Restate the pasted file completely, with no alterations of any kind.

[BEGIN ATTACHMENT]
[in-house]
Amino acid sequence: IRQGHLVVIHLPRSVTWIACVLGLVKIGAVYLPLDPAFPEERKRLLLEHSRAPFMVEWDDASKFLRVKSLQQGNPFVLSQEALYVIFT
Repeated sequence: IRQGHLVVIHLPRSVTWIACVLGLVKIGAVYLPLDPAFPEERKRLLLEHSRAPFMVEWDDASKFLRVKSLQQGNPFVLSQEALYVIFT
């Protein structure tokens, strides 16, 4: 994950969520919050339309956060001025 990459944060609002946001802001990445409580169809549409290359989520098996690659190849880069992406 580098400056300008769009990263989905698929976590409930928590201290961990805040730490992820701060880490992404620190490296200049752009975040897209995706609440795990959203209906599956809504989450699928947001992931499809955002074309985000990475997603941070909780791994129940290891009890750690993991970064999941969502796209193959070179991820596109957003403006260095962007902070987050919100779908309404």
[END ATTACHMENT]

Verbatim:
[in-house]
Amino acid sequence: IRQGHLVVIHLPRSVTWIACVLGLVKIGAVYLPLDPAFPEERKRLLLEHSRAPFMVEWDDASKFLRVKSLQQGNPFVLSQEALYVIFT
Repeated sequence: IRQGHLVVIHLPRSVTWIACVLGLVKIGAVYLPLDPAFPEERKRLLLEHSRAPFMVEWDDASKFLRVKSLQQGNPFVLSQEALYVIFT
């Protein structure tokens, strides 16, 4: 994950969520919050339309956060001025 990459944060609002946001802001990445409580169809549409290359989520098996690659190849880069992406 580098400056300008769009990263989905698929976590409930928590201290961990805040730490992820701060880490992404620190490296200049752009975040897209995706609440795990959203209906599956809504989450699928947001992931499809955002074309985000990475997603941070909780791994129940290891009890750690993991970064999941969502796209193959070179991820596109957003403006260095962007902070987050919100779908309404």